Is Bloomberg's Entrance into the Democratic Race a “Gift” to Warren and Sanders?

Hanna Trudo of The Daily Beast thinks that Bloomberg’s entrance into the Democratic presidential race is a “gift” to the Warren and Sander’s campaigns <Yes, I am a Warren supporter.>  

Allies of Warren and Sanders allies don’t think Bloomberg, a New Yorker by way of Medford, Massachusetts, will have the chance to take on fellow New Yorker, Donald Trump. In fact, they view the billionaire’s entrance into the party’s primary as a political gift.

“This may be one of the most important things that happened to her campaign,” said Adam Green, co-founder of the Progressive Change Campaign Committee, which is supporting Warren. “Bloomberg’s entrance centers the conversation to the core themes that have been instrumental to Elizabeth Warren’s rise,” he said, including “the systemic corruption of our democracy by billionaires.”

“The more the campaign is grounded and centered in those issues, the more likely it is that Elizabeth Warren will win.”

And at least Sander’s is not waiting around to give Bloomberg hell:

“I’m disgusted by the idea that Michael Bloomberg or any other billionaire thinks they can circumvent the political process and spend tens of millions of dollars to buy our elections,” Sanders wrote in a statement. “It’s just the latest example of a rigged political system that we are going to change when we’re in the White House. If you can’t build grassroots support for your candidacy, you have no business running for president. The American people are sick and tired of the power of billionaires, and I suspect they won’t react well to someone trying to buy an election.”

The move comes after Sanders’ campaign launched a new Facebook ad featuring the 78-year-old senator looking at the camera and addressing supporters, while name-dropping the billionaire directly. “Please make a contribution to help us say to Michael Bloomberg and the entire billionaire class: ‘sorry you're not going to buy this election.”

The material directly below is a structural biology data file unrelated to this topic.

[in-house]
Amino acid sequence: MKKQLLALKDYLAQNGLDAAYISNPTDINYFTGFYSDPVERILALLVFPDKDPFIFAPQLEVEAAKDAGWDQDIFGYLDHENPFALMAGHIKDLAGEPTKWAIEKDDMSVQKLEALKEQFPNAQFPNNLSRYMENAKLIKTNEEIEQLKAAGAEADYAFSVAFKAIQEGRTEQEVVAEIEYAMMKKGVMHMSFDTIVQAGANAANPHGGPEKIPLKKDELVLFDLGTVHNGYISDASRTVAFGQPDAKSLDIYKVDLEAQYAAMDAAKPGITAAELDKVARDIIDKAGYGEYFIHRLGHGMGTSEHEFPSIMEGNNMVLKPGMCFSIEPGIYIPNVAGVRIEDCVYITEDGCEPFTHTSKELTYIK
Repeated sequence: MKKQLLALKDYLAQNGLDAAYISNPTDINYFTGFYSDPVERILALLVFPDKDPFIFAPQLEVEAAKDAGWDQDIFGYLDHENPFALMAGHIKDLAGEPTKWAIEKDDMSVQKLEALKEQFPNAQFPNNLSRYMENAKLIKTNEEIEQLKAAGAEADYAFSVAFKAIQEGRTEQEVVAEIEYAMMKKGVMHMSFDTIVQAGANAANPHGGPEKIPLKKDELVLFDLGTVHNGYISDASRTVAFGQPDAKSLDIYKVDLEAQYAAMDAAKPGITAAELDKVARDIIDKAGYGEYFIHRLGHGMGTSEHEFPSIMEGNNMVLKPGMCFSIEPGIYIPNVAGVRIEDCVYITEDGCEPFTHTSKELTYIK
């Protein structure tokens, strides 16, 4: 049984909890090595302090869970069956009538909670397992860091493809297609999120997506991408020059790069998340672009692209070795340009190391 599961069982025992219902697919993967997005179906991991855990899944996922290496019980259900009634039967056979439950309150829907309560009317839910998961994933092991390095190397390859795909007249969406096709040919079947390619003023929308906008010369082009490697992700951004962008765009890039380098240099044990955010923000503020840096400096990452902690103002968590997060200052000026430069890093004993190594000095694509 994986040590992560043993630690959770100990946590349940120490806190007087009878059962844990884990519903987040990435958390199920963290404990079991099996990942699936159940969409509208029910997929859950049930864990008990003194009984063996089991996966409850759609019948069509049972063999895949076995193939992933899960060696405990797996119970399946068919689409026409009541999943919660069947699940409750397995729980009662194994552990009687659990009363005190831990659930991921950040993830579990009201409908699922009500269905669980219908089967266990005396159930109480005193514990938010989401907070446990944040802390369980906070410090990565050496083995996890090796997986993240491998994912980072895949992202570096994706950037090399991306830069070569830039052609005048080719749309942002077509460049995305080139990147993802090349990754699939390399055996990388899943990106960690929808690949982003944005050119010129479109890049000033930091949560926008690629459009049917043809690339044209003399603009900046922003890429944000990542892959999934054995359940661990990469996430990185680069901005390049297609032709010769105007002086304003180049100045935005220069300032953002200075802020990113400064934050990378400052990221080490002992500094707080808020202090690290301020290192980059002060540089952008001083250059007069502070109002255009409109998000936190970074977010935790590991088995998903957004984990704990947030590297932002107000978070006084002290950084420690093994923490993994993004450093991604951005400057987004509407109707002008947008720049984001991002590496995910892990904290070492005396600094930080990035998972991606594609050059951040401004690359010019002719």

And I say, “Good for Bernie Sanders!”

As for Warren, she does not explicitly attack Bloomberg by name, which is a stylistic difference with Sanders.

On Saturday, while campaigning in New Hampshire, Warren told reporters “elections should not be for sale, not to billionaires, not to corporate executives,” when asked about Bloomberg’s potential run before his official announcement.

Warren’s comments are consistent with her campaign’s messaging strategy that’s evolved through her nine-and-a-half-month-long bid. Her campaign’s website now features promotional coffee mugs emblazoned with “BILLIONAIRES TEARS” and an online calculator that helps “confused billionaires” see exactly how much they would pay in taxes under her campaign’s wealth tax plan, which would start on individuals with a net worth starting at $50 million.

“WOW — YOU’VE GOT A LOT OF MONEY!” the calculator spits out when a user clicks on the name Michael Bloomberg. The message continues: “You’d pay $3.079 billion next year under Elizabeth’s wealth tax. This amount, which you likely won’t even feel, will help us invest in education from birth through college and help finance health care for everyone. Good news – you’ll still be extraordinarily rich!”

I hope that both Warren and Sanders can exploit Bloomberg and treat him like a pinata.  I’m more than tired of wealthy donors and corporations buying influence with Democratic politicians who end up doing the bidding of the political and economic elites.  I’ve noticed that far too many Democratic voters are willing to look the other way when it comes to some Democratic politicians.  And then  Democratic voters get disappointed when Democrats who get bought by the elites don’t deliver on their campaign promises.  The disappointed Democrats decide to sit out elections, and government is handed back to the Republicans.

Wash, rinse, and repeat.

Maybe having Bloomberg in this race will force Democratic voters to look a little more closely at some of the candidates stances and where they get their campaign cash?  

Most of the Media, however, is claiming that Bloomberg’s entrance will hurt the centrist candidates:  Biden and Buttigieg.  I do not buy that argument.  Biden has been kept afloat by black Democratic voters, and I cannot see black Democrats gravitating toward a politician who supported stop and frisk.  And Bloomberg is skipping Iowa, so how can he possibly threaten Buttigieg?  Besides, Buttigieg has been making the argument for a generational change, and I just don’t see his supporters flocking to an old white guy.

But like everything else in this race, there has been no actual voting yet.  Therefore, more waiting to see what happens.